Hey! I’m Ken. I helped develop the Diploma in Advanced 3D Graphics and teach the programme here at ACG Yoobee Auckland. I also run my own freelance boutique, Kenworx Digital.

Tell us a bit about yourself Ken.
I’m 29, with two kids, born and raised in South Auckland. I’m half Samoan on my father’s side and NZ Maori on my mother’s side. Before ACG Yoobee I was an animator at Oktober for the Kung Fu Panda TV show and Monsters vs Aliens TV show. During my time at ACG Yoobee I have directed a few online adverts including this one for Rio Tinto
I’ve always got multiple personal projects on the go at any given time – I’m known for being a tad mad! I’m also passionate about helping Maori/PI like myself. I love the idea of integrating my culture and showing stories of my culture and upbringing.

What sparked your interest in animation and 3D graphics?
Walt Disney Animation! Growing up I knew nothing about it, but I knew I wanted to do it. Drawing was the closest thing I had to animation back then, so I drew. And drew. And drew. It was hard – my old man wanted me to become a boxer or a rugby player. So I played. And played. But the only thing I really loved was drawing. I drew my way through all of life’s battles, and it opened a whole new world for me. I loved the creativity. Shows and movies really flowed into me and I couldn’t stop imagining what could be. In fact I’ve never stopped. To this day, I’d choose a drawing session over anything else. Hands down.

What formal training have you had?
I was fortunate enough to train in classical hand drawn animation for the first four years of my studies. I was lucky. I started without computers and the influence of the internet. I was driven, and practiced 40 – 50 hours a week just drawing and creating. I referenced books and movies, not computers – I think it was quite a nice and authentic start. I studied at Freelance Animation School and Media Design School and graduated with a bunch of animation awards. I worked in studios as an animator and a graphic designer throughout my studies to maximise my opportunities.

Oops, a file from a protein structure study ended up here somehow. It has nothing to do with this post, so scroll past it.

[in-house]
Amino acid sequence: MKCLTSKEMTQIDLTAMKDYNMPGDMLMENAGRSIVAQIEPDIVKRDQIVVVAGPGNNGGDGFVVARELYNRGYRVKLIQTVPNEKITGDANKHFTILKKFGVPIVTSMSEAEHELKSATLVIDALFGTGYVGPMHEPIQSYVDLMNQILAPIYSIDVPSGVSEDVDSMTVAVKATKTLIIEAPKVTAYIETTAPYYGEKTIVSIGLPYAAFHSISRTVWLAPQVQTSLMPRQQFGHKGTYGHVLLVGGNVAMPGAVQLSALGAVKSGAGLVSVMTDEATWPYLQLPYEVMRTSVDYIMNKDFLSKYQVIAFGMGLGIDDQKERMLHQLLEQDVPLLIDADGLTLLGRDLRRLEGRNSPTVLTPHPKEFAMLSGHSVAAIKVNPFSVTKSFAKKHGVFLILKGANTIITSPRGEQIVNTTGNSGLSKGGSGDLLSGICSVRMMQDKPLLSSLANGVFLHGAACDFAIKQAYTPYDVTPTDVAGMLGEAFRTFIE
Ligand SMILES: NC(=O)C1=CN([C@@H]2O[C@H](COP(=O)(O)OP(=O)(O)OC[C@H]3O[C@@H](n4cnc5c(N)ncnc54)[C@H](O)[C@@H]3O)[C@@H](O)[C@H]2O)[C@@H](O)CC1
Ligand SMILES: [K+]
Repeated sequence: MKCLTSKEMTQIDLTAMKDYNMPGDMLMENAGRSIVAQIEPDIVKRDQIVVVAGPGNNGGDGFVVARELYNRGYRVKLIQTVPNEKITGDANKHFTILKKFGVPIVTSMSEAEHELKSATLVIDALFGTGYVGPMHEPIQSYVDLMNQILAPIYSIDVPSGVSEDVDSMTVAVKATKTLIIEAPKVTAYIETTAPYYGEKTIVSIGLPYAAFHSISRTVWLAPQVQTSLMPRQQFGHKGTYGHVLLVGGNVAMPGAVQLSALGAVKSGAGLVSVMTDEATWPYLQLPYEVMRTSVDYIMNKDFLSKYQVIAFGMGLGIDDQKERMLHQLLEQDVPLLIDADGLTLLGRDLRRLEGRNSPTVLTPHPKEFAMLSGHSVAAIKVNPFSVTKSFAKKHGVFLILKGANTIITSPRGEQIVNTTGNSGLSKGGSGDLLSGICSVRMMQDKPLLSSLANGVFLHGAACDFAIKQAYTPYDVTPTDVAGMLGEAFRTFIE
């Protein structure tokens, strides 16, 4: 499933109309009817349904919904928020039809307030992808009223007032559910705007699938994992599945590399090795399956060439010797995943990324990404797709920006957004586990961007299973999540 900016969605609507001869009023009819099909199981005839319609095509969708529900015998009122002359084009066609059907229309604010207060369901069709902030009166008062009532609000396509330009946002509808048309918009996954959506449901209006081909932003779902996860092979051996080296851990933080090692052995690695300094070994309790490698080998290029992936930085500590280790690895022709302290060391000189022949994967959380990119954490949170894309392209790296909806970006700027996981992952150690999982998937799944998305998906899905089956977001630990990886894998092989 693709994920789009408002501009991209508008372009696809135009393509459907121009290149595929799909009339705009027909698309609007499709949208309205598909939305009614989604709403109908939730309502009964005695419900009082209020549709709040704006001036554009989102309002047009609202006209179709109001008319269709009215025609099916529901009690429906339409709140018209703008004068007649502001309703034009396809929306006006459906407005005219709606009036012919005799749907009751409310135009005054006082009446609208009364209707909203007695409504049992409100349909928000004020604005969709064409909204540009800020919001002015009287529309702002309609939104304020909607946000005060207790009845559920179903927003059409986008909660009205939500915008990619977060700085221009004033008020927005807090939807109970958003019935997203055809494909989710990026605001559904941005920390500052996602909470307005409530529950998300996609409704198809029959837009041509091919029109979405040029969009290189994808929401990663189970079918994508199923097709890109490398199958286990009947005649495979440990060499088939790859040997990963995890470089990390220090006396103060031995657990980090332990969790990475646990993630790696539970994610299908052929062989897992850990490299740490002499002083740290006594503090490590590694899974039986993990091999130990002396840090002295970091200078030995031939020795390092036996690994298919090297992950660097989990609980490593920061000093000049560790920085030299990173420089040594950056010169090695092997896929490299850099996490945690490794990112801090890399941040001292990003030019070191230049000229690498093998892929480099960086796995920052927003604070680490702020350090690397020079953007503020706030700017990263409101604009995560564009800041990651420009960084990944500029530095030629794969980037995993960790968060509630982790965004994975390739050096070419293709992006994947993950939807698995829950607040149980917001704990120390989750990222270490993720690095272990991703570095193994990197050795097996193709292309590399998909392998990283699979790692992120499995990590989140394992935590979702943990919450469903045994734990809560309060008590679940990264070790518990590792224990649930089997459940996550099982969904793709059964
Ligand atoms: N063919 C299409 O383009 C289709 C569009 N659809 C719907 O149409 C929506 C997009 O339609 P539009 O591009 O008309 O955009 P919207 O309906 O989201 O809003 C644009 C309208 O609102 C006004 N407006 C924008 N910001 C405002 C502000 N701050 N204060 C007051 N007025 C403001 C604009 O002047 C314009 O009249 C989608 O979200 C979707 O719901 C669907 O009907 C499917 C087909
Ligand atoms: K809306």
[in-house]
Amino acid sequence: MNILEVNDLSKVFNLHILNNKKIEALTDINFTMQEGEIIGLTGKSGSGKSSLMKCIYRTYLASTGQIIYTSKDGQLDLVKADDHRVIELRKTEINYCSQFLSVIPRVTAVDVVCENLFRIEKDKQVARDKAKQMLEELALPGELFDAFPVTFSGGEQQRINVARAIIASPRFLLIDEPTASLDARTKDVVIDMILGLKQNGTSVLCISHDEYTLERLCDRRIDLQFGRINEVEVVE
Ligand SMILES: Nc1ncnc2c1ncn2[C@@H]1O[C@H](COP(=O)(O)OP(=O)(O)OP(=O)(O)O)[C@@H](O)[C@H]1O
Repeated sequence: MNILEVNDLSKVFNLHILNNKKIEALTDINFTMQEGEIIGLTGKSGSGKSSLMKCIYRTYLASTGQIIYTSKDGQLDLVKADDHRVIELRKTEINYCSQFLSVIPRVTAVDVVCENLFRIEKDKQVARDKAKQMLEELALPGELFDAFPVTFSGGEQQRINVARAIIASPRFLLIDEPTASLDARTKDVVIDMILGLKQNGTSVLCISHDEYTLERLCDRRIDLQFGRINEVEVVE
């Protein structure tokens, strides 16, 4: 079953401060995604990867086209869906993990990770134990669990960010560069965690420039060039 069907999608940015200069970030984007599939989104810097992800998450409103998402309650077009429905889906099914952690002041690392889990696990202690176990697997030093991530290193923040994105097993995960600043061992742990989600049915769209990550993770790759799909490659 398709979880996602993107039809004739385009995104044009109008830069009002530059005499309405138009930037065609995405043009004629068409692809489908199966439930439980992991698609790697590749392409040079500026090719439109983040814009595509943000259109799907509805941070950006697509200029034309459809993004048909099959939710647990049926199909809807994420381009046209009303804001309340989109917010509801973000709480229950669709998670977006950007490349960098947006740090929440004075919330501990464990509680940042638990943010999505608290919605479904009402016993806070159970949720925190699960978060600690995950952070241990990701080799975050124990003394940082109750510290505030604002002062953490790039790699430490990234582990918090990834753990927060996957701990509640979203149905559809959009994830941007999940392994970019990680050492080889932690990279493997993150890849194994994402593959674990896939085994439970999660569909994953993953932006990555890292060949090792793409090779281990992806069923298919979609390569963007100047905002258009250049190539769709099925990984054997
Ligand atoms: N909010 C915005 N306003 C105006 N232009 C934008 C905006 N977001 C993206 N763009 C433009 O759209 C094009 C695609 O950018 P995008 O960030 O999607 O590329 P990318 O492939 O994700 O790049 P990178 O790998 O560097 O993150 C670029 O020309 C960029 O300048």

What’s the best part about being a tutor?
Developing cool ideas. Making stories come to life. It’s really exciting to see the production pipeline develop. At Level 7 you can really see where students shine and where they’ll want to work. Seeing students get jobs, and following them in their careers is always really cool.

Have you won any awards recently?
Our film ‘Papa Taniwha’ just won Best Animation Award at Tropfest 2016. We also won that category at last year’s Tropfest for our film ‘Egg’ which was directed by my student Steven McNicholl.

What were some of the biggest hurdles you faced trying to launch your career? How did you overcome them?
Persistence and realising that I could never stop learning. It dawned on me early on that there was a gigantic world out there and if I wanted to keep up, I had to not just learn what was being taught - I had to learn more. I had my personal struggles, but what saw me through was my passion, my dream. Staying focussed on my dream made a lot of decisions easier. Like whether to play a game, or practice – once I listened to my heart, the answer was simple.

What do you think are some of the biggest hurdles for people starting out in the industry today?
Opportunities are hard to come by. I work my butt off all year contacting studios to try and get my students a foot in the door. To give them a chance to gain experience, to grow and develop. It’s something I did heaps during my studies but it’s not quite as easy these days. Talent can be another hurdle. You gotta have talent! That’s something studio heads are always looking for, and it’s something you can’t teach.